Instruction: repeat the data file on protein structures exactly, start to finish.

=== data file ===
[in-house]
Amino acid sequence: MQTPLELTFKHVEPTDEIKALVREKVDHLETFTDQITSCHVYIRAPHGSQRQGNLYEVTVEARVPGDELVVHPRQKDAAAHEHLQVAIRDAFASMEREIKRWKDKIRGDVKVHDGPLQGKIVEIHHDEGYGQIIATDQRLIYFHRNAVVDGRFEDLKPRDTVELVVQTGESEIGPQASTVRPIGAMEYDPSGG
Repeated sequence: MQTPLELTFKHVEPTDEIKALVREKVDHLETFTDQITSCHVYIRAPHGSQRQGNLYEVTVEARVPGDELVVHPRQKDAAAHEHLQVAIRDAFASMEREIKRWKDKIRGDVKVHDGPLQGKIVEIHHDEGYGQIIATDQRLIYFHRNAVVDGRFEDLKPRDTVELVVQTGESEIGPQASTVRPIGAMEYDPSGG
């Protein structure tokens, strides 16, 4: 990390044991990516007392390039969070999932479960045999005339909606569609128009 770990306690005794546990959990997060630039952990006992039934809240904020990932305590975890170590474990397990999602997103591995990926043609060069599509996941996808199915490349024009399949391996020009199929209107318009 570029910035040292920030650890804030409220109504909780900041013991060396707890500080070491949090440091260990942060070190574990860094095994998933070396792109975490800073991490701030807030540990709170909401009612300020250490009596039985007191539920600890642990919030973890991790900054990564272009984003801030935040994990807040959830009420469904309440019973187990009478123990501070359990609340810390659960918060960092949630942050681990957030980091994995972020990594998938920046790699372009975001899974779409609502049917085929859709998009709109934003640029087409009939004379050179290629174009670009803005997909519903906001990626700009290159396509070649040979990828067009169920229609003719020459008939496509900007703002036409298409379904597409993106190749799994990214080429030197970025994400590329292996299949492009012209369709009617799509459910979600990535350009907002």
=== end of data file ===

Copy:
[in-house]
Amino acid sequence: MQTPLELTFKHVEPTDEIKALVREKVDHLETFTDQITSCHVYIRAPHGSQRQGNLYEVTVEARVPGDELVVHPRQKDAAAHEHLQVAIRDAFASMEREIKRWKDKIRGDVKVHDGPLQGKIVEIHHDEGYGQIIATDQRLIYFHRNAVVDGRFEDLKPRDTVELVVQTGESEIGPQASTVRPIGAMEYDPSGG
Repeated sequence: MQTPLELTFKHVEPTDEIKALVREKVDHLETFTDQITSCHVYIRAPHGSQRQGNLYEVTVEARVPGDELVVHPRQKDAAAHEHLQVAIRDAFASMEREIKRWKDKIRGDVKVHDGPLQGKIVEIHHDEGYGQIIATDQRLIYFHRNAVVDGRFEDLKPRDTVELVVQTGESEIGPQASTVRPIGAMEYDPSGG
């Protein structure tokens, strides 16, 4: 990390044991990516007392390039969070999932479960045999005339909606569609128009 770990306690005794546990959990997060630039952990006992039934809240904020990932305590975890170590474990397990999602997103591995990926043609060069599509996941996808199915490349024009399949391996020009199929209107318009 570029910035040292920030650890804030409220109504909780900041013991060396707890500080070491949090440091260990942060070190574990860094095994998933070396792109975490800073991490701030807030540990709170909401009612300020250490009596039985007191539920600890642990919030973890991790900054990564272009984003801030935040994990807040959830009420469904309440019973187990009478123990501070359990609340810390659960918060960092949630942050681990957030980091994995972020990594998938920046790699372009975001899974779409609502049917085929859709998009709109934003640029087409009939004379050179290629174009670009803005997909519903906001990626700009290159396509070649040979990828067009169920229609003719020459008939496509900007703002036409298409379904597409993106190749799994990214080429030197970025994400590329292996299949492009012209369709009617799509459910979600990535350009907002």